“She did a great job of weaving in her experiences as a foster mother, a congresswoman and an attorney,” said GOP strategist Ron Bonjean, who is not affiliated with any contender. “The other candidates are now forced to personalize their stories more. I think this is just surprising — how well she did — and that was really noticed.”

Since she first floated the idea of running for president, Bachmann has been lumped in with some of the more fringe characters in the contest, in part the result of her short time on the national stage and her uncompromising views.

By turning in a confident and savvy performance, the Minnesotan at least temporarily carved a spot as a serious candidate — one whose presence will almost certainly affect the race no matter how far she goes.

The most immediate effect Bachmann will have is in Iowa, where she was born and where she could hold particular appeal among the social conservatives who dominate the first-in-the-nation caucuses.

Her newfound prominence may also effect the ongoing negotiations over the debt ceiling, which is due to be reached in August. As AP reported:

Rep. Michele Bachmann’s smooth presidential debate performance stands to make her a bigger force in the Republican Party after years of errors and hyperbole. Her new credibility could pose problems for GOP leaders trying to put together a deal with President Barack Obama on reducing the nation’s debt.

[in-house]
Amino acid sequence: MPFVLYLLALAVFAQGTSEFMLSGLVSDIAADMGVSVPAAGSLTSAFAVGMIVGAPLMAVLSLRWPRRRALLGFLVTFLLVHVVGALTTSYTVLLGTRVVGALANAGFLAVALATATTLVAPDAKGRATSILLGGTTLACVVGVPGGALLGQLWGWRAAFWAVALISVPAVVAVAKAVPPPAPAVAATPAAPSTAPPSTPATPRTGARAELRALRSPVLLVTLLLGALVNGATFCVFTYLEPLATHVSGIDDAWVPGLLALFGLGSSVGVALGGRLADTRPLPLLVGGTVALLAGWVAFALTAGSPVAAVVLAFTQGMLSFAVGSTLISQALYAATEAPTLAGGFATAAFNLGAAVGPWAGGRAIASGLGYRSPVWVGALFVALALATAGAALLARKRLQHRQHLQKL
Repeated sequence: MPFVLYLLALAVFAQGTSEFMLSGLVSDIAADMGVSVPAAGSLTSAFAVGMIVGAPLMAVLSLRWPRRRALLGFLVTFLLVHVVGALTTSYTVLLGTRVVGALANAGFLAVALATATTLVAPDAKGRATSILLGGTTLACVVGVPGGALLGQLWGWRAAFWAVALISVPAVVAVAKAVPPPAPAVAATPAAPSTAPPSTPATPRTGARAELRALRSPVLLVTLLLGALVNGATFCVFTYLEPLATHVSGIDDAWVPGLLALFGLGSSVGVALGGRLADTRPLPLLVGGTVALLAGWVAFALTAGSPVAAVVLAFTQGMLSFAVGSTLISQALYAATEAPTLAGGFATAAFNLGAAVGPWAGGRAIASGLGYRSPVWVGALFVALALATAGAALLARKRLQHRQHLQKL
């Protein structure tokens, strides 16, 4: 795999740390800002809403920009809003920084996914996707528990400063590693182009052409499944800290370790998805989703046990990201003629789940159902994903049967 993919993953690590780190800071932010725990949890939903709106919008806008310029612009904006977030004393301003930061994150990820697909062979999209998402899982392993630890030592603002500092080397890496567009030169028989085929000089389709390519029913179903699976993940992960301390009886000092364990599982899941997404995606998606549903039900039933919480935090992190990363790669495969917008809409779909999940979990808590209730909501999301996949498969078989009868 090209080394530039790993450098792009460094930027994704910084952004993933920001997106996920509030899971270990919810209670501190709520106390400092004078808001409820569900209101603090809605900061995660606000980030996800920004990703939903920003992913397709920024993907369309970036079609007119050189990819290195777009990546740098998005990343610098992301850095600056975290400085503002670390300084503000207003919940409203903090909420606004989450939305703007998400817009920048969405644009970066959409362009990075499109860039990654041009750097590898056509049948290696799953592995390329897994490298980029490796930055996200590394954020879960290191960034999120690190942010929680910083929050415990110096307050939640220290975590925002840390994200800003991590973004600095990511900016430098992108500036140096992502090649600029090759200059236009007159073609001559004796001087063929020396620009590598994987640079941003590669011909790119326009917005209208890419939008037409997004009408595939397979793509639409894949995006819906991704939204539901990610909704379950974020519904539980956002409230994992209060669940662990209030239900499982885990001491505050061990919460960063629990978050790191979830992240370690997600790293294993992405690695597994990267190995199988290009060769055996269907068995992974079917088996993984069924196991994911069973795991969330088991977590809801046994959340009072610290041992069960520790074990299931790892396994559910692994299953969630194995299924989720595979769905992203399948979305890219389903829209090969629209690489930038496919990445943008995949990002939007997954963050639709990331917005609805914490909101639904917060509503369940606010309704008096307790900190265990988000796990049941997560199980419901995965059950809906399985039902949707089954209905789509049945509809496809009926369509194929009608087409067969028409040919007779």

Bachmann resolutely opposes letting the government slide even deeper into debt, a position that appeals to her constituency of no-compromise tea partiers.

Her confident, nearly error-free debate showing Monday night on stage alongside six men rippled through Republican circles back in Washington. She may have the clout now to confound GOP leaders who have labored to keep the Minnesota congresswoman positioned to help the party, rather than embarrass it. Speaker John Boehner now may have to do more than just pacify her.

Boehner rejected Bachmann’s bid after last year’s elections to join the leadership as the party’s conference chair. She is the party’s top fundraiser in the House, but Republicans haven’t trusted her with the gavel of a committee or even a subcommittee.

They can’t shun her so easily now.

Asked about Bachmann’s debate performance, Boehner answered: “I think she did a really good job last night. She’s a bright member of our caucus. It’s one of the reasons why I appointed her to the Intelligence Committee.”

Bachmann has been a handful for Republicans because what she has lacked in credibility she has offered in constituency. She raised $13.5 million for the 2010 election, more than Boehner or anyone else in the House. She gave $90,000 to the National Republican Campaign Committee two months before the historic elections that made Boehner speaker, according to the Federal Election Commission. She’s also the founder and chairwoman of the Tea Party Caucus, which counts 59 members, according to a list provided by her office.